|Clarine Seymour and Robert Harron in "True Heart Susie"|
In 1919, both Bobby Harron and Clarine Seymour were the pets of director D.W. Griffith. Other than super-pet Lillian Gish, no one in the Griffith stock company seemed to have held a more secure place than Bobby. While not in the Lillian category, nor in the same favored position as personal pet Carol Dempster, Clarine Seymour was an up-and-comer who stole the show. Griffith knew a good thing when he saw it. Yet, by 1920, Griffith was attending their funerals.
Not your typical Griffith heroine, Clarine Seymour was feisty where Miss Lillian was fragile, full of personality where Miss Dempster seemed to have none. Youthful and spunky, she was a modern sort of gal who would have made a fabulous flapper.
Clarine started her career in films as a teenager, moving from Thanhouser to Pathe to Hal Roach. While working for Roach she claimed that she was fired for refusing to do her own stunts. Like the feisty pre-flapper she was, Clarine filed a suit against Roach and was awarded the tidy sum of $1,325 in damages.
Here is Clarine with Stan Laurel in "Just Rambling Along," a film made while she was working for Hal Roach.
In 1918 she crossed paths with Griffith and he paired her with his leading man, Robert Harron, in 1919’s “The Girl Who Stayed Home.” Playing good-time girl Cutie Beautiful, Clarine made everyone sit up and take notice. Clarine seemed the embodiment of fun.
|The adorable Clarine Seymour|
It wasn’t easy for a gal to find her place in the Griffith stock company, what with Lil and Carol getting the good parts. However, Griffith cast her in a showy supporting role 1919’s “True Heat Susie,” and in “Scarlet Days” and as the lead in 1920’s “The Idol Dancer.” Although the last film was not a favorite of the critics, Clarine again received great notices. She was clearly on her way to stardom.
|Getting ready for stardom|
In 1920, Clarine was getting ready to play a leading role in Griffith’s classic “Way Down East” when she fell ill and was admitted to the hospital in April. 4 days later she was dead at age 21 of what was termed “intestinal strangulation.” Other than this mysterious description, there seems to be no reliable information regarding her illness and death. However, her former employer, Hal Roach, seemed to think drugs and/or alcohol may have played a part. In an interview with author Betty Harper Fussell for her book “Mabel” (1982), Roach blamed Clarine’s death on Mabel Normand. He said that “Mabel ‘was the wildest girl in Hollywood’ and ‘the dirtiest talking girl you ever heard.’ Roach was not amused, however, because he felt that Mabel and her (friends) had helped destroy younger girls like starlet Clarine Seymour.”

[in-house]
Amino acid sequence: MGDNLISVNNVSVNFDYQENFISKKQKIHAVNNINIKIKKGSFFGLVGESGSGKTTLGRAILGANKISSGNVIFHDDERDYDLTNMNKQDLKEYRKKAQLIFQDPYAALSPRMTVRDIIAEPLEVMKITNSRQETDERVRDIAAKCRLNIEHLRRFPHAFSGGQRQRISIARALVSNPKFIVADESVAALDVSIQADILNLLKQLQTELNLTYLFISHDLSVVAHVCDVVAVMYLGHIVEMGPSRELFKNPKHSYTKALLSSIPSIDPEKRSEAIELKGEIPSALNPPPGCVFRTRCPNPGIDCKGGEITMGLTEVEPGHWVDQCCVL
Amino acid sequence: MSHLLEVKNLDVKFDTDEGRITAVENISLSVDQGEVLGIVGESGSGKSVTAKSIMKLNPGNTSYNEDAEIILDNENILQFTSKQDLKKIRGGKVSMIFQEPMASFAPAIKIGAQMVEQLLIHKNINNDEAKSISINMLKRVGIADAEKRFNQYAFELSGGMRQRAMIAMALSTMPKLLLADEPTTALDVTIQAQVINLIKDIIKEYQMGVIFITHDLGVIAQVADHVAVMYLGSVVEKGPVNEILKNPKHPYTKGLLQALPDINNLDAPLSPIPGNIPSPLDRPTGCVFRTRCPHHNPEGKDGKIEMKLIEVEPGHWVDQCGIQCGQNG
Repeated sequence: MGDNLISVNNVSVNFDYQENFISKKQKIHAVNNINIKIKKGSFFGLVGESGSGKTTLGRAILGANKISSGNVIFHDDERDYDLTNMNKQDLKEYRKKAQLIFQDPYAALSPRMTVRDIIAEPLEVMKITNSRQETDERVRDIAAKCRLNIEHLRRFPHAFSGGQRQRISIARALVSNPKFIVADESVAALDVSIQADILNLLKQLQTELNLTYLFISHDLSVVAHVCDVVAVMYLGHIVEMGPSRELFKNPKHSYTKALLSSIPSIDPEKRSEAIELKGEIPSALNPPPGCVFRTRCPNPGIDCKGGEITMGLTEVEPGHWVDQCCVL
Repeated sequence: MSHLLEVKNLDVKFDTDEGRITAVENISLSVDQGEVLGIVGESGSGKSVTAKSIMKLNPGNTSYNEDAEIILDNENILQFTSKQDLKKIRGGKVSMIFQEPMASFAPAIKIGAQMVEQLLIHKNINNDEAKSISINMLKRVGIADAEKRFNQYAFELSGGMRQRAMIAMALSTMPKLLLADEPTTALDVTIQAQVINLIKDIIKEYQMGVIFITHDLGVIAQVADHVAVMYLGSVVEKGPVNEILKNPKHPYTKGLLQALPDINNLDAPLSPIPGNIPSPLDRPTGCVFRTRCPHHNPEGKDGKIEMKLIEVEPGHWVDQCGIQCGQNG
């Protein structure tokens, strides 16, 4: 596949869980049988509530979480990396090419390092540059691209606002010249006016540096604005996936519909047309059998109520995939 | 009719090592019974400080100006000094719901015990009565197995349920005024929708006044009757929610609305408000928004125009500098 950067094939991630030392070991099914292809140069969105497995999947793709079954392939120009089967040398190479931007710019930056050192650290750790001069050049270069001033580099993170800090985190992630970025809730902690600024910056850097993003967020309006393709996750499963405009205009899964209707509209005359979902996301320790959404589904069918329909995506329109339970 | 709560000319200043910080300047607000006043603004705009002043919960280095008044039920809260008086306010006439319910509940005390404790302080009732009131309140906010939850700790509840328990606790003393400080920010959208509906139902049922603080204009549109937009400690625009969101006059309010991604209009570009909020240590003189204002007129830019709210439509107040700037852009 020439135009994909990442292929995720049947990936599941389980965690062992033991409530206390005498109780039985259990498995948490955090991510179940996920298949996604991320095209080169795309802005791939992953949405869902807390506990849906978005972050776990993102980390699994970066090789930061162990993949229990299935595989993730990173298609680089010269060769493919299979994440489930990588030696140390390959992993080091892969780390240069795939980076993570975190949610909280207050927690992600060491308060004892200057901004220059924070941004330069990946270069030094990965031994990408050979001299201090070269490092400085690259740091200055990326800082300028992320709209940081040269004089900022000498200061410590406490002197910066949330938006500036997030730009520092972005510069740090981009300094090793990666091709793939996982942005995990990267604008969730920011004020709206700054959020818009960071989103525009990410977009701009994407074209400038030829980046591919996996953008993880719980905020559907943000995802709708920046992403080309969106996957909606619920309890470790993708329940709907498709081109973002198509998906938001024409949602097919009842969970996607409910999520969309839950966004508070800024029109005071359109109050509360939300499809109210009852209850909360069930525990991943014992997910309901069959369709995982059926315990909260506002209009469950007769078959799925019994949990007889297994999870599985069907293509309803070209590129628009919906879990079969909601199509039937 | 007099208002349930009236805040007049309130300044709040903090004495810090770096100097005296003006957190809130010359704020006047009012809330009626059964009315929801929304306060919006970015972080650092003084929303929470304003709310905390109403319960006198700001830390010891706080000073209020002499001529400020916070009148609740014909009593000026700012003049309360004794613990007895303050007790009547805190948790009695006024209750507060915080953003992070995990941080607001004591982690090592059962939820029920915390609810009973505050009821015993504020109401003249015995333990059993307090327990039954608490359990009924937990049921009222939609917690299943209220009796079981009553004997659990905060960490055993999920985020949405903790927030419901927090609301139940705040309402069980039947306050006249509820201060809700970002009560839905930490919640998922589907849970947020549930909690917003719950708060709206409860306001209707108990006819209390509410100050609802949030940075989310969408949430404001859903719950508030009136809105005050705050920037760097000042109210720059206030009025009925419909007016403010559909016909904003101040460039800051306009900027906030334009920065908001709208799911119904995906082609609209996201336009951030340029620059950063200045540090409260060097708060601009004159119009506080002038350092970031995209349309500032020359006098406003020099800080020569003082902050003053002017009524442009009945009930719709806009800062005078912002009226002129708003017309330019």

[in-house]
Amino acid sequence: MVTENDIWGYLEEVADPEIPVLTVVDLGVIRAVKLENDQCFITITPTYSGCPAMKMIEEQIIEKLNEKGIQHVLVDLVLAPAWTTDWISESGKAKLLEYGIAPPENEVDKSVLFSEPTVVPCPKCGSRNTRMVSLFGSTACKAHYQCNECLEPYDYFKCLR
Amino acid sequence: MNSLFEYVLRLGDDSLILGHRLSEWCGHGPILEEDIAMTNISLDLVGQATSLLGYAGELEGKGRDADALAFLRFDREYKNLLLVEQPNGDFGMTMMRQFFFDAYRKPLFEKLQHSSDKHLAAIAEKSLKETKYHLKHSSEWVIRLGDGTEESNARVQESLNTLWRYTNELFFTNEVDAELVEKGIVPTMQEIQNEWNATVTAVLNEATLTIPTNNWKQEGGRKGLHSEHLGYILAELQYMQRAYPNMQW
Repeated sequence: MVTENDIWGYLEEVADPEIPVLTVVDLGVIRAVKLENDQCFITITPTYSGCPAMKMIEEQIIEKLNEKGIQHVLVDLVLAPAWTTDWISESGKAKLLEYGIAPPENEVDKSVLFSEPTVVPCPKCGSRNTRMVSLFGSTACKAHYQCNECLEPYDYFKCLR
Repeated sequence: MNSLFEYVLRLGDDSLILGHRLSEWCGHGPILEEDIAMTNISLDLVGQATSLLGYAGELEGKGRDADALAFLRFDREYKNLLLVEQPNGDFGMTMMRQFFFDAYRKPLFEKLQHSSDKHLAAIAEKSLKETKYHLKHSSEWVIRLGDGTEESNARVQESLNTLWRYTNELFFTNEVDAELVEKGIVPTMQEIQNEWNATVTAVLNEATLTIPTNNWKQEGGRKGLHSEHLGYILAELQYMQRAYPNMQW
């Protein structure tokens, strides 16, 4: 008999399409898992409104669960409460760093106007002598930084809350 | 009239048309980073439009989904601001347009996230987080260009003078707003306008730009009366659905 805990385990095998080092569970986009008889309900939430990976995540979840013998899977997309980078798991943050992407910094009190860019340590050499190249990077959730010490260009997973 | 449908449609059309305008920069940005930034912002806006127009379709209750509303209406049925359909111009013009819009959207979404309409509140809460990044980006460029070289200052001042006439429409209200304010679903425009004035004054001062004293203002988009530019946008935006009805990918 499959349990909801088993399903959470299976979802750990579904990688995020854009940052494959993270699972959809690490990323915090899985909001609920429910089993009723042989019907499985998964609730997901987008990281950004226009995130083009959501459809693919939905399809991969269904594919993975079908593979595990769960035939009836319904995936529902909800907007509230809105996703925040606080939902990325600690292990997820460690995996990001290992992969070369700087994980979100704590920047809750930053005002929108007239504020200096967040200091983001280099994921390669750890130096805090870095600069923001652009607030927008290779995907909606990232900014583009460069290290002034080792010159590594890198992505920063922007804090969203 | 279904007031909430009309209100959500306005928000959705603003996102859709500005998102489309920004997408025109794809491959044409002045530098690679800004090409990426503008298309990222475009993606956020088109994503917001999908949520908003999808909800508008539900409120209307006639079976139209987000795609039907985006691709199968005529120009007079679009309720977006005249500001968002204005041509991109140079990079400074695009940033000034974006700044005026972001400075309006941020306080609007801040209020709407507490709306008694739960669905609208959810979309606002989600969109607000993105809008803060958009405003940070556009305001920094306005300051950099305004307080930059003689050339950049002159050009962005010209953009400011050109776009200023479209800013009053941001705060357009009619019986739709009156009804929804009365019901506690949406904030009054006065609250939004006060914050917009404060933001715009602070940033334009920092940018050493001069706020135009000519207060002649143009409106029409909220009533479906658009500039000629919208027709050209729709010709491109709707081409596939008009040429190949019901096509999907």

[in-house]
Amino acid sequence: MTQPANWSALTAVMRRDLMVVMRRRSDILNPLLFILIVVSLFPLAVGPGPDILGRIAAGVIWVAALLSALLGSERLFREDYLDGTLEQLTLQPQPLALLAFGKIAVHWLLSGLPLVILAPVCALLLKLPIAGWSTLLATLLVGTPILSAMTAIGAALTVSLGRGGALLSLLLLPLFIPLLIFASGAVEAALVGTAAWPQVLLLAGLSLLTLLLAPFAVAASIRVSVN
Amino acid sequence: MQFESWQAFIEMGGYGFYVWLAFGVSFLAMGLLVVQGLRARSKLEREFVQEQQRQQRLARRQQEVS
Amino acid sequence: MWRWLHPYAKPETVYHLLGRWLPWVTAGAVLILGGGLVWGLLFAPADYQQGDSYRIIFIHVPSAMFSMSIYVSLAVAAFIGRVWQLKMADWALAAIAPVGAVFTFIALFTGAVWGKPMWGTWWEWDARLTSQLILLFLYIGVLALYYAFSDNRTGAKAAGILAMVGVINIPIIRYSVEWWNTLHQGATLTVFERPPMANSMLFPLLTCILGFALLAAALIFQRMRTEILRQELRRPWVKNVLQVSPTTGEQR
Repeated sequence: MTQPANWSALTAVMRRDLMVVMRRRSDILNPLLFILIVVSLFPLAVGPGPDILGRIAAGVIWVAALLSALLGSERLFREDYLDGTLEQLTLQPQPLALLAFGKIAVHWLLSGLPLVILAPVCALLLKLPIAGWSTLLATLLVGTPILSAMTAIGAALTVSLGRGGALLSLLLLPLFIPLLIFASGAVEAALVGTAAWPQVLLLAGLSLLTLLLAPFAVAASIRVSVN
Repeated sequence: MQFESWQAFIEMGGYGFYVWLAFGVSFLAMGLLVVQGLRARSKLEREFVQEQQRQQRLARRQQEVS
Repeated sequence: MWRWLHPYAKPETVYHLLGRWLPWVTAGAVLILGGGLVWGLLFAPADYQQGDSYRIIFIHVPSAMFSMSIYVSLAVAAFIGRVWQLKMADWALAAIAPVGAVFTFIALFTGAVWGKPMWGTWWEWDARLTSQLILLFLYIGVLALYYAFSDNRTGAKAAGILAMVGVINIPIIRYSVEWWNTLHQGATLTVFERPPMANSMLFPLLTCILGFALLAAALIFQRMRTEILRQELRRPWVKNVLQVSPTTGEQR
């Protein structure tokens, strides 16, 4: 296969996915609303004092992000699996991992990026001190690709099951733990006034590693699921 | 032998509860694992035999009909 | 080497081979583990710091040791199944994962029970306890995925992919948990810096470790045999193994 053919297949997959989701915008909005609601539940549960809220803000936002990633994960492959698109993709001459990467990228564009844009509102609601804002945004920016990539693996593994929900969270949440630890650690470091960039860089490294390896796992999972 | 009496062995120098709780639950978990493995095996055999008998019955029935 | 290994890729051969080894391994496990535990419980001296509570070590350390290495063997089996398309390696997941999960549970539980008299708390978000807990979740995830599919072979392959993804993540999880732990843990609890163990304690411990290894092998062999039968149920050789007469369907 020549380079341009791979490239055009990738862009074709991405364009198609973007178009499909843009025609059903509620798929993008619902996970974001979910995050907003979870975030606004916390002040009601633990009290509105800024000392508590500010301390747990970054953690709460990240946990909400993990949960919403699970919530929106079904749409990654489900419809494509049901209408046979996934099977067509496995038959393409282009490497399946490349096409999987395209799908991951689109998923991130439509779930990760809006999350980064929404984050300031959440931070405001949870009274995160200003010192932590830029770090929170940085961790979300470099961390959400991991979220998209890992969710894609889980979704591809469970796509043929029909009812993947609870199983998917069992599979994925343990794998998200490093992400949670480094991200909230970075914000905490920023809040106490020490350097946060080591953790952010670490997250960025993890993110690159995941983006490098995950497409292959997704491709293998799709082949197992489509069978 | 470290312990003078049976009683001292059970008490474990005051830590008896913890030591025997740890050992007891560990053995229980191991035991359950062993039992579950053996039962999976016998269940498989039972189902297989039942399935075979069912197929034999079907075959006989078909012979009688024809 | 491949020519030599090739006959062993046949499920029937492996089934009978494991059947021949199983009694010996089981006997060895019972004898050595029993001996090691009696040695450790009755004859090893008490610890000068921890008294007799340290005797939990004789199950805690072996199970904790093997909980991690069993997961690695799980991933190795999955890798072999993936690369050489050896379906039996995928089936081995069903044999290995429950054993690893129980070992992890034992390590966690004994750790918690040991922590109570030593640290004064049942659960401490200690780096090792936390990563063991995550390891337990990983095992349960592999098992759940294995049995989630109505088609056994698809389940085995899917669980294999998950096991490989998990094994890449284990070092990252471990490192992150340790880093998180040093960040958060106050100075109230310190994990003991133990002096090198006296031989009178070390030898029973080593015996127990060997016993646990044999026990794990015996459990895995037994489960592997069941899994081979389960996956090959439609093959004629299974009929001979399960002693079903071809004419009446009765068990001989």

“‘Clarine ran around with these gals for about a year,’ Roach explained, ‘and then kicked the bucket in 1920.’ Some said she died of drugs. Roach blamed Mabel.”
Whatever her cause of death, Clarine Seymour was a bright star whose light never got the chance to fully shine.
|Young and innocent Bobby Harron|
Bobby Harron owed everything to D.W. Griffith. At age 14 he began working as an errand boy for the Biograph Studios. He was noticed by Griffith, who began using Bobby in front of the cameras. As a teen-ager he embodied the youthful innocence Griffith loved. Graduating from shorts to feature films, Bobby was cast in some of Griffith’s greatest films: “Judith of Bethulia” (1914), “Birth of a Nation” (1915), and “Intolerance” (1916). It was his performance of The Boy in the modern story of “Intolerance” that elevated him to real and respected stardom. Today, almost 100 years after the film’s release, his performance, along with those of of Mae Marsh and Miriam Cooper, remains compelling and heartbreaking.
|Harron's greatest performance in "Intolerance"|
After “Intolerance,” Harron was Griffith’s leading man of choice in such Griffith productions such as “True Heart Susie” (with Clarine Seymour), “Hearts of the World” (Griffith’s propaganda film for WWI) and “The Romance of Happy Valley.” Although he often partnered Lillian Gish, he enjoyed an off-screen romance with the lovely Dorothy Gish. Things were going well for Bobby Harron, the former errand boy.
Bobby and Lillian were so charming in "True Heart Susie"
However, youth fades, even when you are only 27, and Griffith found a new preferred leading man in Richard Barthelmess. In 1920, mentor Griffith was done with Bobby and loaned him to Metro Pictures. By all accounts, Harron was deeply hurt.
On September 1, 1920 Harron arrived in New York to support Lillian Gish at the premier of “Way Down East” and to also preview his first Metro picture. While alone in his hotel room he shot himself. According to all accounts, the gun discharged accidently. Initially he requested a doctor come to the hotel room, but after he had lost too much blood he was taken to Bellevue Hospital. While he was being treated for his wound he was arrested for the possession of a gun without a permit. While rumors began to swirl that Bobby had intentionally shot himself, he and his many friends denied this. He seemed to be on the road to recovery, but on September 5th, four days after the accident, he died at age 27. The name of the New York hotel he had checked into was the Hotel Seymour. The name of his first Metro film (and last film) was “Coincidence”.
|so much talent lost|
In 1920, Hollywood lost not only Clarine Seymour and Robert Harron, but also actress Olive Thomas and daredevil movie stunt pilot and actor Ormer Locklear. A memorial service was held for all four of these fallen stars on September 26, 1920. The eulogy was delivered by director William Desmond Taylor who would be murdered in 1922.